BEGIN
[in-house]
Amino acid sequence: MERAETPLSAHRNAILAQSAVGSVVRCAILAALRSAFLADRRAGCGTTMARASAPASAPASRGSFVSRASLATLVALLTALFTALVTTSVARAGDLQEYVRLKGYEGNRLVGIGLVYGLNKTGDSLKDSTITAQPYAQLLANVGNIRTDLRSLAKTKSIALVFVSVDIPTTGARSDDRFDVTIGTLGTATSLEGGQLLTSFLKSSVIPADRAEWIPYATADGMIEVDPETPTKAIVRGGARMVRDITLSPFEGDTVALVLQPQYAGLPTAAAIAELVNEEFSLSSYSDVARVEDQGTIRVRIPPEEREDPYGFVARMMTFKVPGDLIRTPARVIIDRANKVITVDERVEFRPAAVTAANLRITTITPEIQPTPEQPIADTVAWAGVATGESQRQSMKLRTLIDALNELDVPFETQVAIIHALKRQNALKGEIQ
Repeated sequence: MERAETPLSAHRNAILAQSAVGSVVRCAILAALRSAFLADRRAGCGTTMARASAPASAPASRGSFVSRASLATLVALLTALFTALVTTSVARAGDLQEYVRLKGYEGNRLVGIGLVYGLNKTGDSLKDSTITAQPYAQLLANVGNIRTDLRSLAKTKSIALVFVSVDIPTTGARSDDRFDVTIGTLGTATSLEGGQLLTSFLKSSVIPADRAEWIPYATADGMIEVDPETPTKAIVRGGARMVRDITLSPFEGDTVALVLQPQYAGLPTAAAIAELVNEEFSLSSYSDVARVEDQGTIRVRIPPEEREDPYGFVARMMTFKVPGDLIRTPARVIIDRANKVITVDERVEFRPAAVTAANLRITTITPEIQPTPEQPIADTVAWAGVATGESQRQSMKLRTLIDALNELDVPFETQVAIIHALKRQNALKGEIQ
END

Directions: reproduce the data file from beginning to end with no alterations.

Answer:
[in-house]
Amino acid sequence: MERAETPLSAHRNAILAQSAVGSVVRCAILAALRSAFLADRRAGCGTTMARASAPASAPASRGSFVSRASLATLVALLTALFTALVTTSVARAGDLQEYVRLKGYEGNRLVGIGLVYGLNKTGDSLKDSTITAQPYAQLLANVGNIRTDLRSLAKTKSIALVFVSVDIPTTGARSDDRFDVTIGTLGTATSLEGGQLLTSFLKSSVIPADRAEWIPYATADGMIEVDPETPTKAIVRGGARMVRDITLSPFEGDTVALVLQPQYAGLPTAAAIAELVNEEFSLSSYSDVARVEDQGTIRVRIPPEEREDPYGFVARMMTFKVPGDLIRTPARVIIDRANKVITVDERVEFRPAAVTAANLRITTITPEIQPTPEQPIADTVAWAGVATGESQRQSMKLRTLIDALNELDVPFETQVAIIHALKRQNALKGEIQ
Repeated sequence: MERAETPLSAHRNAILAQSAVGSVVRCAILAALRSAFLADRRAGCGTTMARASAPASAPASRGSFVSRASLATLVALLTALFTALVTTSVARAGDLQEYVRLKGYEGNRLVGIGLVYGLNKTGDSLKDSTITAQPYAQLLANVGNIRTDLRSLAKTKSIALVFVSVDIPTTGARSDDRFDVTIGTLGTATSLEGGQLLTSFLKSSVIPADRAEWIPYATADGMIEVDPETPTKAIVRGGARMVRDITLSPFEGDTVALVLQPQYAGLPTAAAIAELVNEEFSLSSYSDVARVEDQGTIRVRIPPEEREDPYGFVARMMTFKVPGDLIRTPARVIIDRANKVITVDERVEFRPAAVTAANLRITTITPEIQPTPEQPIADTVAWAGVATGESQRQSMKLRTLIDALNELDVPFETQVAIIHALKRQNALKGEIQ